"I have invited Christine to attend the State of the Union because she should have a seat in Congress. Period," Tauscher said in a press release. "The Democratic Party, the people of Florida's 13th congressional district, and everyone who cares about our democracy should not and will not rest until we can ensure that every vote cast in every election in this country is actually counted."

Buchanan was sworn into office earlier this month by the Democratic-controlled Congress, but not without notice that his election was being contested.

Jennings is suing to examine the source code used in the county's voting machines. More than 18,000 voters in the county failed to cast a ballot in the congressional race and Buchanan won by less than 400 votes. Some chalk it up to a particularly nasty race, others to a bad ballot design. But Jennings contends the machines malfunctioned and cost her the election.

Morales resigns from Miami-Dade DEC...again

The chairman of the Miami-Dade Democratic Party, Jimmy Morales, is expected to resign tonight at the end of the monthly meeting.

Yes, this is the same Jimmy Morales who announced last month that he was stepping down, pending the election of a new leader.

But sticklers for the party bylaws said the lawyer and former county commissioner had to give a date. And so tonight, he will.

If you're a glutton for this kind of internal bickering, the meeting begins at 7 p.m. at the American Legion, 6445 N.E. 7th Ave., Miami.

In addition to the usual suspects, Joe Garcia of the New Democratic Network is planning to attend. Garcia, a Democratic strategist who specializes in Hispanic outreach, is thinking about running for chairman.

Crist threatens to veto insurance bill

Gov. Charlie Crist this morning threatened to veto the insurance reform bill crafted this weekend because of a provision that would have required Citizens customers to switch to private carriers as long as their rates were not 25 percent higher than what Citizens charged. According to those involved, Crist termed the provision a "deal breaker."

House Speaker Marco Rubio confirmed that House and Senate leaders decided this morning to retool the conference report on the insurance bills to accomodate Crist's concerns. But that decision has delayed the final printing on the conference report and now means a final vote on the bill won't come until later this afternoon.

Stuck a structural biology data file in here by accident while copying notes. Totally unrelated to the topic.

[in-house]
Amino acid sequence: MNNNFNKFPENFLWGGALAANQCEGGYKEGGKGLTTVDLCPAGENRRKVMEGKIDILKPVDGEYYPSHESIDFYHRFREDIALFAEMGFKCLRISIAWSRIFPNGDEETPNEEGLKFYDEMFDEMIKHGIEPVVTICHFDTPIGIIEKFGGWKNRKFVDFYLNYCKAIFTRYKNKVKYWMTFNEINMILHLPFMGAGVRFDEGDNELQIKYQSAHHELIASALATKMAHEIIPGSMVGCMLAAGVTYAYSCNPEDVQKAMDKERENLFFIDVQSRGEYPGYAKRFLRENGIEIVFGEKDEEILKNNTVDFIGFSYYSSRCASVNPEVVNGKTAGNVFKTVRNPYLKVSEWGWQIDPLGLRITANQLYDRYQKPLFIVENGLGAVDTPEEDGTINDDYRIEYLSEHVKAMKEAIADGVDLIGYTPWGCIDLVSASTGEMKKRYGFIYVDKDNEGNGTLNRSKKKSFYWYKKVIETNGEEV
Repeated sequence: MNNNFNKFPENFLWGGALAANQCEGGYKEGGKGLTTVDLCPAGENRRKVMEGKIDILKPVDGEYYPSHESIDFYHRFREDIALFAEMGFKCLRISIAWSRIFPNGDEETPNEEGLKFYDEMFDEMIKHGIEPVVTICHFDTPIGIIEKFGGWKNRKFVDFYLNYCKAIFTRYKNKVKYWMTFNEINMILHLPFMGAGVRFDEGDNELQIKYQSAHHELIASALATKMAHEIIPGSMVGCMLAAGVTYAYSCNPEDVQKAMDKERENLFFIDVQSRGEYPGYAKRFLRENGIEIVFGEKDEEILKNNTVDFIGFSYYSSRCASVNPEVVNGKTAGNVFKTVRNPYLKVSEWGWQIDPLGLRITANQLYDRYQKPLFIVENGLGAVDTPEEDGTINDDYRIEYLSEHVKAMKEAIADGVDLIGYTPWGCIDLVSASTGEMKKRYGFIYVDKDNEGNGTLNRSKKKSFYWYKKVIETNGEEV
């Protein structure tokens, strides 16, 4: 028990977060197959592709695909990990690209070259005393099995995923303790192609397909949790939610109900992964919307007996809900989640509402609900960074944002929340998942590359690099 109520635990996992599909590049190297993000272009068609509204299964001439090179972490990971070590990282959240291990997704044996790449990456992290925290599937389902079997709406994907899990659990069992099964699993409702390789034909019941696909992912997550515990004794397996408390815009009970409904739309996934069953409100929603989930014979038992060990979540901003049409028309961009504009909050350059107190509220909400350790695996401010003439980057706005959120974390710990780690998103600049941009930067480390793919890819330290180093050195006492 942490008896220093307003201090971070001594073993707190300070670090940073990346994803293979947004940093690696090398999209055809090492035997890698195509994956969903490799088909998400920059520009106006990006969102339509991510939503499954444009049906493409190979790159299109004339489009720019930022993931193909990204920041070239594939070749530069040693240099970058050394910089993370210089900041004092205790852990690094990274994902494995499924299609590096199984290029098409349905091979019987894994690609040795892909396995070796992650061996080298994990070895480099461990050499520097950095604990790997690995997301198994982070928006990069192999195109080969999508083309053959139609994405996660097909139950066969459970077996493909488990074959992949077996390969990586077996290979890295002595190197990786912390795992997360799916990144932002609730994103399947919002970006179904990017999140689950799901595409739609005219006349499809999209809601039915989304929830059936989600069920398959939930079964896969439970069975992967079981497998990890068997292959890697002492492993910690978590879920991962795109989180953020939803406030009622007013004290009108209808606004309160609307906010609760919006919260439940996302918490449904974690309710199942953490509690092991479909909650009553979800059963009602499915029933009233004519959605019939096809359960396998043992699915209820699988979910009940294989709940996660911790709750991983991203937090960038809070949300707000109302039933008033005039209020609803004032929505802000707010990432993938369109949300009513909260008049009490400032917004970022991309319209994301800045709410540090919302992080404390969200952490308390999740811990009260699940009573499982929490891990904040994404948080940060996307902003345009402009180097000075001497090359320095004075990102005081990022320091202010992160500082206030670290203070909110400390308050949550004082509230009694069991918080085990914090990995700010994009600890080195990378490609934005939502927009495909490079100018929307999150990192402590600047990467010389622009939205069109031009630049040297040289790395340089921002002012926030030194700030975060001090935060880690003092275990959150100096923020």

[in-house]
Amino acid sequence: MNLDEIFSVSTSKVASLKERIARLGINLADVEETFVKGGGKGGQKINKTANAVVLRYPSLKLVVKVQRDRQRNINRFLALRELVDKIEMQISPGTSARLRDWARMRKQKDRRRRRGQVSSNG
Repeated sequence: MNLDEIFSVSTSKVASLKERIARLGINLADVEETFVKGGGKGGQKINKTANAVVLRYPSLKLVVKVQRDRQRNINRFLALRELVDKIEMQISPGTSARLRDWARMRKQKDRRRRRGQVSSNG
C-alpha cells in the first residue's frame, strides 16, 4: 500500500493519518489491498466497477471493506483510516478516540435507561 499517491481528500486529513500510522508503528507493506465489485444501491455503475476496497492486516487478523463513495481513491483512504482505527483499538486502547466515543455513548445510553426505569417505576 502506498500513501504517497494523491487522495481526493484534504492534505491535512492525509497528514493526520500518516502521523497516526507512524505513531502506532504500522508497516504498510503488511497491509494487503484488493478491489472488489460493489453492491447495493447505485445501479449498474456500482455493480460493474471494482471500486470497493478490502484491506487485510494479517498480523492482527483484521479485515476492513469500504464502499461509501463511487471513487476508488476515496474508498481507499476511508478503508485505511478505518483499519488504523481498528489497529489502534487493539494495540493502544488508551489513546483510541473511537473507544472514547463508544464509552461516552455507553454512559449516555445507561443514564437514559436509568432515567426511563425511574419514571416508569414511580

Regulator gives parting shot, thanks to Crist

Isilio Arriaga, the utility regulator strong-armed from office by the Senate to benefit Gov. Charlie Crist, just issued his final goodbye that has this nugget:

“While I am disappointed by the Governor’s unprecedented decision and the manner in which it was carried out, I fully respect his desire to accept ultimate responsibility for the difficult decisions the PSC must often make. It is very encouraging that the Governor has taken an earnest interest in the issues before the PSC, and it is my sincere hope that interest will result in a more profound understanding of the complex issues that face our State.”

And this: "As a faithful Republican, I sought to advance the principles of my party of choice, trying to stay consistent to Governor Bush’s philosophy and his vision for Florida, as so many others have pledged to do."

Hmmm. Is Crist not "consistent" with that "philosophy?"

Letter here: Download Arriaga.doc

Jebite to Crist: I'd rather be with McCain

Phil Handy, one of former Gov. Jeb Bush's 283 government-board nominees cancelled by Gov. Charlie Crist, said he's no longer interested in serving on the Board of Education. Handy said he's too busy serving on an education board established by Ariz. Sen. John McCain, a 2008 presidential hopeful.

Letter here: Download Handy.pdf

January 20, 2007

Bipartisan mood souring a bit

The tug-of-war over insurance during this week's special session has largely pitted the House against the Senate, with Republicans and Democrats in both chambers working hand in hand. But the spirit of bipartisan cooperation may be wearing a bit thin as lawmakers struggle to reach an agreement.

For example, after Sen. Steve Geller, the Hallandale Beach Democrat held a afternoon press conference to complain that the House has refused so far to consider his super hurricane catastrophe fund idea, Rep. David Rivera, a Miami Republican, ripped Geller and said the House wants no part of his plan, saying it will lead to an eventual tax increase.

Moments after Rep. Dan Gelber, the Miami Beach Democrat and House Minority Leader, was finished talking to the press, Rivera asked if any reporters wanted to hear what the "Republican majority that actually runs the House" had to say.

When asked about Rivera's criticisms about his plan, Geller had a blunt response: "I think they are starting to be more partisan.''